During the recent wireless spectrum auctions that just brought the FCC $19.6 billion in license fees, there was a lot of speculation about what drove each of the different corporate bidders. But the bidders themselves were barred from speaking publicly about their auction strategies. Now that Verizon has been declared the biggest overall winner, and the auction is over, the participants are free to speak. Google was potentially the big spoiler in the auction, but as it explains, the main motivation behind its participation was simply to ensure that some of the open rules it had lobbied for would be enforced on whoever won.
From the Google Public Policy Blog:
Google’s top priority heading into the auction was to make sure that bidding on the so-called “C Block” reached the $4.6 billion reserve price that would trigger the important “open applications” and “open handsets” license conditions. We were also prepared to gain the nationwide C Block licenses at a price somewhat higher than the reserve price; in fact, for many days during the early course of the auction, we were the high bidder. But it was clear, then and now, that Verizon Wireless ultimately was motivated to bid higher (and had far more financial incentive to gain the licenses).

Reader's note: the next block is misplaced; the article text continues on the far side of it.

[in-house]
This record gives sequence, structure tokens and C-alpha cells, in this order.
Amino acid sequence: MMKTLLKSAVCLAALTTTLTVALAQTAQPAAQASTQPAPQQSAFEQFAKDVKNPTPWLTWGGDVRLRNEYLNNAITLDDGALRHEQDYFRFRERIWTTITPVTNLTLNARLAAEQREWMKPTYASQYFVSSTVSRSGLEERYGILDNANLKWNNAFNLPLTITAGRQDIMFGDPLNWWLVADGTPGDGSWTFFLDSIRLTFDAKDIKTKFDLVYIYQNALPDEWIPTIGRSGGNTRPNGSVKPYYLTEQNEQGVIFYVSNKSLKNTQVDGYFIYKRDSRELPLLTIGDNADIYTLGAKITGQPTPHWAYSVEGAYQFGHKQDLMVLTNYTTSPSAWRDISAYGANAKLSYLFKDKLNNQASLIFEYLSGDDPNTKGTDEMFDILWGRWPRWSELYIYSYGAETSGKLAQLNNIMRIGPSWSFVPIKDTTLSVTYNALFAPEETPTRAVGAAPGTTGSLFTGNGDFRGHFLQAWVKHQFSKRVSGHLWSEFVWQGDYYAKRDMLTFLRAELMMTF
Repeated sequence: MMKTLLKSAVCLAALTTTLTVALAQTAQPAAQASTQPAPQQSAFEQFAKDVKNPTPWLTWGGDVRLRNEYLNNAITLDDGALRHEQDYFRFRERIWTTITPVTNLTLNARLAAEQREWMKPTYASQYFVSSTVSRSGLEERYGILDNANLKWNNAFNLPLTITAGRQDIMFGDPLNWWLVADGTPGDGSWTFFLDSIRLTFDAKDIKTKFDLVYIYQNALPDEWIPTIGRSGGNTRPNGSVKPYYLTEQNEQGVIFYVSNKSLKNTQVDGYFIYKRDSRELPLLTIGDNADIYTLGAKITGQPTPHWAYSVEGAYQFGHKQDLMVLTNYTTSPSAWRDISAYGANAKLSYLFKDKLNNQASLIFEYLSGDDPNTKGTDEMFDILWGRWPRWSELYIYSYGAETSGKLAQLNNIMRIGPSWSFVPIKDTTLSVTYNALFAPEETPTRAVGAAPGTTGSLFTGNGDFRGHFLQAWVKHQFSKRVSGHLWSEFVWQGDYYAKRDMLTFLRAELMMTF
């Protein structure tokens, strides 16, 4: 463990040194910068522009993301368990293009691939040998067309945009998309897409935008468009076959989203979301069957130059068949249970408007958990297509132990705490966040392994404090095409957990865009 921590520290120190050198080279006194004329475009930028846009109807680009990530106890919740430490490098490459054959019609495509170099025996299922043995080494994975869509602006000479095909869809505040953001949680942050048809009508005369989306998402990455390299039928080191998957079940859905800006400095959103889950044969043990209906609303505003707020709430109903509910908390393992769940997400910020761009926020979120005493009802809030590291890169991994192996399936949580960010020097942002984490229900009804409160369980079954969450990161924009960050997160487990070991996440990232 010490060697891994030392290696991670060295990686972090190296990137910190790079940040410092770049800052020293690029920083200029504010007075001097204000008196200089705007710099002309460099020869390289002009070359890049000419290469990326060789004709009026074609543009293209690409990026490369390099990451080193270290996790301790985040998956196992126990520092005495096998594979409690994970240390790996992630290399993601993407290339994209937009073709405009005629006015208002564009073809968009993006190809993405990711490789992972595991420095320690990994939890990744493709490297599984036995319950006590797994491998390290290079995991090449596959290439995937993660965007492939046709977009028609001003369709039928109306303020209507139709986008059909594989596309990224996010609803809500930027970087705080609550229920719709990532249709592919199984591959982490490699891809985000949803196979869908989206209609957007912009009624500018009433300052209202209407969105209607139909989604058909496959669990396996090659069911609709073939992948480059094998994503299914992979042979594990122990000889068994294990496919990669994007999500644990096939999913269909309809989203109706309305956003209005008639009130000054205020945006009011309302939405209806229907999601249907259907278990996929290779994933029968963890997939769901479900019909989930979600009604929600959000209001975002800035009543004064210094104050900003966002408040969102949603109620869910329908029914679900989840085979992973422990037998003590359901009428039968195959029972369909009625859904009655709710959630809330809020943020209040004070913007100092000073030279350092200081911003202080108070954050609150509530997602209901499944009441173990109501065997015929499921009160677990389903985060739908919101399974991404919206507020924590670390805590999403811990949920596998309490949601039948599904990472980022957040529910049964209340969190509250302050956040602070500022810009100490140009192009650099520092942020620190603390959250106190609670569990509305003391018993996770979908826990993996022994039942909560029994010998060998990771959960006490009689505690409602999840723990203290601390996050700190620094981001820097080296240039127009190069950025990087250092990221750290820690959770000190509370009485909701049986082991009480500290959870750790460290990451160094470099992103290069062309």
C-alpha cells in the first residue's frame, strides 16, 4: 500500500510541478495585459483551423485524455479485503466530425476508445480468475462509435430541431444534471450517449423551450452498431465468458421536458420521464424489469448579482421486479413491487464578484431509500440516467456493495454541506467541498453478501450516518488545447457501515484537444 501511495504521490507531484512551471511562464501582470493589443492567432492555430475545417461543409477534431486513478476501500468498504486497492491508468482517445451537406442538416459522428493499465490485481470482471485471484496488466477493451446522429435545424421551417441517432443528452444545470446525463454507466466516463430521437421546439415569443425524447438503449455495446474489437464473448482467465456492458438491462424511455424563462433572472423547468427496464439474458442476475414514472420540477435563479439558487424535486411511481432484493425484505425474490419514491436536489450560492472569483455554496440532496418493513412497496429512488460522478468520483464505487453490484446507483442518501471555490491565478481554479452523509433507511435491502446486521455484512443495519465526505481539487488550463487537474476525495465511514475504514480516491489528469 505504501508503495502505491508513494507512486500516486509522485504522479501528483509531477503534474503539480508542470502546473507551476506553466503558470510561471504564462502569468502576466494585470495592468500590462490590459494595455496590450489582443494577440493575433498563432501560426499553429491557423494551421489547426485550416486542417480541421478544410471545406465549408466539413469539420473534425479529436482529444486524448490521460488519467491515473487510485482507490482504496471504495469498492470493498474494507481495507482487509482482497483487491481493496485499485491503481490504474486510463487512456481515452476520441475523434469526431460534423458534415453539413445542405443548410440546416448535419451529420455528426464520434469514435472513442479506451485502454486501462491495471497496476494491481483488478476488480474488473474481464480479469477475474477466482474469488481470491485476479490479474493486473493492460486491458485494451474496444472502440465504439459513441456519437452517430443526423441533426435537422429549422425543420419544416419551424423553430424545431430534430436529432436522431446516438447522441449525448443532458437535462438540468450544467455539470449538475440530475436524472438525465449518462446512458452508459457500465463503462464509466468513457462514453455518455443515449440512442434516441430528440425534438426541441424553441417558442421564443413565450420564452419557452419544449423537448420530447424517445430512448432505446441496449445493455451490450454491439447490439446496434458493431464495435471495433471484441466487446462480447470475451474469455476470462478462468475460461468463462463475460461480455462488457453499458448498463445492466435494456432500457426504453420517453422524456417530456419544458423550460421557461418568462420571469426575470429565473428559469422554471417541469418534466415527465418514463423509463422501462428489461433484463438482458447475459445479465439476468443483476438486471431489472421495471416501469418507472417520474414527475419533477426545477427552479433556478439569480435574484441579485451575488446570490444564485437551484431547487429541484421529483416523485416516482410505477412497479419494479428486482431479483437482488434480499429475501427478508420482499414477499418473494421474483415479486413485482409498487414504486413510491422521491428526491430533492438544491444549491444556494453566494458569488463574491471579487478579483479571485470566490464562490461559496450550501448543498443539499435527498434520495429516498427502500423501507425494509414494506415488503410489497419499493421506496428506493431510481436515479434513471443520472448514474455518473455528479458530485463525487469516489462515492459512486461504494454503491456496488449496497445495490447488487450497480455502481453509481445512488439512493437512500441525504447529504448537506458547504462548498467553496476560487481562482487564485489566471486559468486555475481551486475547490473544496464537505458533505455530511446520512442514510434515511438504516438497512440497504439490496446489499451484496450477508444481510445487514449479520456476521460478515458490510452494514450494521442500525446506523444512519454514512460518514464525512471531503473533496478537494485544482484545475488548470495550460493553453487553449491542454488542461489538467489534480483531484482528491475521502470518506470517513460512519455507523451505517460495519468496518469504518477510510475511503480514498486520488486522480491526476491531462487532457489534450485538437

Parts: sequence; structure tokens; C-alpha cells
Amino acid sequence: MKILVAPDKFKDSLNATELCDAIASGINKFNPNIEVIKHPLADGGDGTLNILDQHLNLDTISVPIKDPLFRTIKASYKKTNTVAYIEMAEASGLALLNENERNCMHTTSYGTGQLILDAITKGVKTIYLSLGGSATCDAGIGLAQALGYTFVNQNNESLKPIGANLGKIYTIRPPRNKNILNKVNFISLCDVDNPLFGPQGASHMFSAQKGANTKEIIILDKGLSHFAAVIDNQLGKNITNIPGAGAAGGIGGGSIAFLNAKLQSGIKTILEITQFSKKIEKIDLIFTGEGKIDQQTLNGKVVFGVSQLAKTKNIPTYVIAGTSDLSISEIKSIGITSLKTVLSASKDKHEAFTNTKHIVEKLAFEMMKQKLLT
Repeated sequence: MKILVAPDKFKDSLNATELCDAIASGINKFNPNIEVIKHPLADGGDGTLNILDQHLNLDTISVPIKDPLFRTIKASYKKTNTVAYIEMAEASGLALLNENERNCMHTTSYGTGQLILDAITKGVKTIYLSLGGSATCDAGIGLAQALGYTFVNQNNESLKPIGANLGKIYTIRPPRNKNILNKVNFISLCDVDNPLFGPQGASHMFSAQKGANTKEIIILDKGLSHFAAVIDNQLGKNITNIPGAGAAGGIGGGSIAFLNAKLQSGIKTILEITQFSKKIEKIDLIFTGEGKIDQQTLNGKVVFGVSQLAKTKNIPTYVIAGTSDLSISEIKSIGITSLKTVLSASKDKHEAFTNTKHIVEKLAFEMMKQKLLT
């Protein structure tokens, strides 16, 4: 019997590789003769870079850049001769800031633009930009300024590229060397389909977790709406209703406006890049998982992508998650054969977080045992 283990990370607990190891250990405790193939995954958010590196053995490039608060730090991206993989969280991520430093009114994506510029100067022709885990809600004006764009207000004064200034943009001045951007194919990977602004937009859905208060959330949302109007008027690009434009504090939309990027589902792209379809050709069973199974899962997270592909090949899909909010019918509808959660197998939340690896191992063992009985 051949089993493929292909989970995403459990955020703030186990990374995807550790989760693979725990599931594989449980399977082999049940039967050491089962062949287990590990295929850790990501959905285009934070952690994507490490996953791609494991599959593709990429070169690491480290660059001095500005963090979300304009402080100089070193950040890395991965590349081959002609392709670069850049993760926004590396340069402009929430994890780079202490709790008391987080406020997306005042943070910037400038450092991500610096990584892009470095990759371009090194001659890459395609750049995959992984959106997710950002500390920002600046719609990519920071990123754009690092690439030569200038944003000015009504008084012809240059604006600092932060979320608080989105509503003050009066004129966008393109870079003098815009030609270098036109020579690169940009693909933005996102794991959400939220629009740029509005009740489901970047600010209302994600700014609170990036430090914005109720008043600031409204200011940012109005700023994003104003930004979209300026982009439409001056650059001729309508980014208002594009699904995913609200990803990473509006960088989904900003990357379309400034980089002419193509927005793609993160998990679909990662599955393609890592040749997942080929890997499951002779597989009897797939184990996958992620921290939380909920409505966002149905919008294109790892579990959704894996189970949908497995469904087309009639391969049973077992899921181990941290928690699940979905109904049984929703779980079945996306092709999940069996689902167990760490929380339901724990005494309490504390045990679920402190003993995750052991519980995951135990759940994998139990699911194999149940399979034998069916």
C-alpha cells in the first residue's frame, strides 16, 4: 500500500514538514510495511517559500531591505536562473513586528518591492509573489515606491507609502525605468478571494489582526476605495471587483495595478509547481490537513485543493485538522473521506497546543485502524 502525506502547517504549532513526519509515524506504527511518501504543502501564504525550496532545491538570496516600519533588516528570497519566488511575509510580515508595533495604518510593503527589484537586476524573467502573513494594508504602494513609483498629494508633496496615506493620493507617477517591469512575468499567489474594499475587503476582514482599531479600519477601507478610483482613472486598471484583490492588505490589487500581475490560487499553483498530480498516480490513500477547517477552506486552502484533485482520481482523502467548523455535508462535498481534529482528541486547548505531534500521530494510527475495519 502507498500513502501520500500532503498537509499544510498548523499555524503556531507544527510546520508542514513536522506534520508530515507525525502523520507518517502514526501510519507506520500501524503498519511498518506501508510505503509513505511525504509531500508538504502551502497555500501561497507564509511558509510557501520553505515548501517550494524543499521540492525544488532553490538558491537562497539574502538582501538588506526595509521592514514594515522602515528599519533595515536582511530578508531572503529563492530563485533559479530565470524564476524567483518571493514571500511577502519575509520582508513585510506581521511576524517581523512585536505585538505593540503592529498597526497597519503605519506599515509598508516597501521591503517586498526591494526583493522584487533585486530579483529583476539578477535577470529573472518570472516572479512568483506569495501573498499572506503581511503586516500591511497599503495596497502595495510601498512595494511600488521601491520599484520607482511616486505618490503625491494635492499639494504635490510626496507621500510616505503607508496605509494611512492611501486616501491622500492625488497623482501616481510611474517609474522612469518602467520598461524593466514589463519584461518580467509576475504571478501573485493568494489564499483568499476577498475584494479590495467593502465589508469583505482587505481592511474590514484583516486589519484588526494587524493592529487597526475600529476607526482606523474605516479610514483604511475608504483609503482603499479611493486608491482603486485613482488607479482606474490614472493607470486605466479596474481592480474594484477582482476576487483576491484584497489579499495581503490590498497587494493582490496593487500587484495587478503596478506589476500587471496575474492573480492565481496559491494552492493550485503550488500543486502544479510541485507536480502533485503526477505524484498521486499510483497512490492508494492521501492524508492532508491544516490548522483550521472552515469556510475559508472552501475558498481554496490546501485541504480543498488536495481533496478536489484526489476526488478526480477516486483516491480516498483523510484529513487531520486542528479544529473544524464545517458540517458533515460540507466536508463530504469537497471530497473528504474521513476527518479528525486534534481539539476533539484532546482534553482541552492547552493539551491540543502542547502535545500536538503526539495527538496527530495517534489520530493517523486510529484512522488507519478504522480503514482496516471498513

In fact, Google raised its own bid in ten rounds without any counter bids, which implies that Verizon was doing everything it could to make sure that the open device and open application rules were not triggered. Ultimately, that strategy was not successful, and it must now abide by the open rules. It remains to be seen whether Verizon will abide only to the letter of the rules or to their spirit.
(Photo by Steve Jurvetson)